A life full of Contentment

When I was young, I had once asked my father what is India best known for in the world? He told me that although India is a poor country, yet it is known for being a happy country. I wondered how that was possible. My father told me that even though people are not very rich, they are content with what they have. They believe in doing their karma and strive to not fret too much about the results. 

Born in a middle class family, I was raised with similar values. I performed exceptionally well in my academics and created a fortune for myself. Today, I see a different India. People around me dream very big. They set big goals for themselves and then chase them. There is no rest nor peace till the goals are achieved. Some also associate contentment with laziness and believe that one should never be satisfied else our growth will be stopped. There is therefore no stopping. One goal replaces the other and life goes on. But what about happiness? 

Considering happiness is my priority, this was a very important question for me. Reflecting upon my own life I realised how temporary happiness is. This made me very curious about what contentment is. Being a spiritual person, I started referring to spiritual wisdom and observing Rajyogis around. Here are few things I realised:

I saw that all Rajyogis are working diligently towards the aim of world renewal. They see many successes and face a lot of setbacks in this journey. They celebrate success, learn from challenges and stay focused on their aim. They believe that whatever happens, happens for the best. 

Lesson 1: Being content does not mean not having an aim. It just means that we accept our highs and lows and strive towards a better future.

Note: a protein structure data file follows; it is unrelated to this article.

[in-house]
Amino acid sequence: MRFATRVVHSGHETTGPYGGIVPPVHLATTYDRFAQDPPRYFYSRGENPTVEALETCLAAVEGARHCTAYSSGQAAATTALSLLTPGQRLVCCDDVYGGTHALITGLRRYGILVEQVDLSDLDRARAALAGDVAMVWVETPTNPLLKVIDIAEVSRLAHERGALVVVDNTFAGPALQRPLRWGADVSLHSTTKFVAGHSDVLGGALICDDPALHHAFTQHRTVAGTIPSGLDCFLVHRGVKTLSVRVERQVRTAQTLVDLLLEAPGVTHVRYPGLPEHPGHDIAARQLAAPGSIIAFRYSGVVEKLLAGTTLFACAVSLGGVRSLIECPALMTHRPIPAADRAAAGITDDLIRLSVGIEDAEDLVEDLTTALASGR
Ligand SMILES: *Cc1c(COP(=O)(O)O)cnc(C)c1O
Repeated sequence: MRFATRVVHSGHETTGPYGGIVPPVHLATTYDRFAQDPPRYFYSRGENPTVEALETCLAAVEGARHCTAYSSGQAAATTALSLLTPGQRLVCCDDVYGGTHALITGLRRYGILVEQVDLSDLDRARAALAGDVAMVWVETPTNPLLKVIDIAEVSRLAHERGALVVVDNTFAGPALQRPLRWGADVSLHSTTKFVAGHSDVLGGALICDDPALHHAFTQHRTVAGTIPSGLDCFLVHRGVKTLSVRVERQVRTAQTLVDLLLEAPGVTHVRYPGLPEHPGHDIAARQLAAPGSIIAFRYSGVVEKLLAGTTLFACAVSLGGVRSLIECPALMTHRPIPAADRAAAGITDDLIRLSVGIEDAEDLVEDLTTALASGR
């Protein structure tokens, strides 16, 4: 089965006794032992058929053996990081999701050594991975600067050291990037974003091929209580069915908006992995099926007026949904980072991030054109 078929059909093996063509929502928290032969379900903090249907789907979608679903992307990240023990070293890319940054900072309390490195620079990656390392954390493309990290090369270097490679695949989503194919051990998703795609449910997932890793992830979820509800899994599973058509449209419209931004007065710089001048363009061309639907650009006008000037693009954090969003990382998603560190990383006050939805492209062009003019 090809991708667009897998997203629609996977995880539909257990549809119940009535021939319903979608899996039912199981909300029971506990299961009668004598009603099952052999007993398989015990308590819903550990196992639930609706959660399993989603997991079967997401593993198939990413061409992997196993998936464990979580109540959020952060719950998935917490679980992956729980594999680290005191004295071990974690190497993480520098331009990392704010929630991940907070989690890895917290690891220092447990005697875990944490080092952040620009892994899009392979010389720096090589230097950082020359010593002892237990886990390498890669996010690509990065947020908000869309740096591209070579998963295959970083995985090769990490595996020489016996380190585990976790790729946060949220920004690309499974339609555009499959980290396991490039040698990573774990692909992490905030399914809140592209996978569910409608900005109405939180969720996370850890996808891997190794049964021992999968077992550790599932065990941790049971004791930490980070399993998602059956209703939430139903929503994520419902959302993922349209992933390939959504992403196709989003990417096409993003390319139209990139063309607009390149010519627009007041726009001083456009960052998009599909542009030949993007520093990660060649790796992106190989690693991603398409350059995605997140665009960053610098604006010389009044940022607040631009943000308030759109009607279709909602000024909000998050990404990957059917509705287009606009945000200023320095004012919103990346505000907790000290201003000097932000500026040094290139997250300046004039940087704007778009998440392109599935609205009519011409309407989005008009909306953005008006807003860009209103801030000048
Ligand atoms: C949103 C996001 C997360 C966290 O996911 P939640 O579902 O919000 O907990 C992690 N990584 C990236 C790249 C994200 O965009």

In the materialistic world I see that conscientious people set goals and focus on them. Sometimes their focus is so deep that they neglect community needs, nature and even their family. When their one goal is achieved they set another goal and life goes on. They enjoy their achievements but they are often stressed out and not able to enjoy the small pleasures of life. I observed that unlike other people I saw around me, Rajyogis are not very worried about the future. They are able to focus on the present as they see qualities, look for potential in people and enjoy learning. More importantly, their goal energises them and they know they will create a better future. 

Lesson 2: A positive person who enjoys learning can be content in life. 

In the materialistic world I see that people are very insecure and they act out of fear or to avoid losses. In the world of Rajyogis I was intrigued to see how God is able to love all of them together and has become their No. 1 relative. This is so different from how people behave in a world of scarcity. Alas the goal of Rajyogis is so big that no one alone can accomplish it and everyone has an important role to play. 

Lesson 3: Manage yourself, energise others.

In the materialistic world the focus is on influencing and changing others. In the world of Rajyogis the focus is on changing yourself and others get influenced automatically by your change. Also it is important to remember that to achieve our aims in life, we need the support of others. Whether the support would come or not is dependent on the other person and their sanskars. We can only control our behaviour. 

Lesson 4: The bigger we aim the more content we can be 

In the materialistic world people are busy solving their own problems and realising their dreams. If we only aim for our personal growth we will always be stressed about the result. Rajyogis aim for world renewal by changing their own sanskars and sharing the knowledge they have received with others. The bigger our aim is in terms of how many people it will impact the more will our satisfaction be and the less materialistic we will be. 

These lessons have been extremely useful for me and I go back to them every time I find myself caught in a race.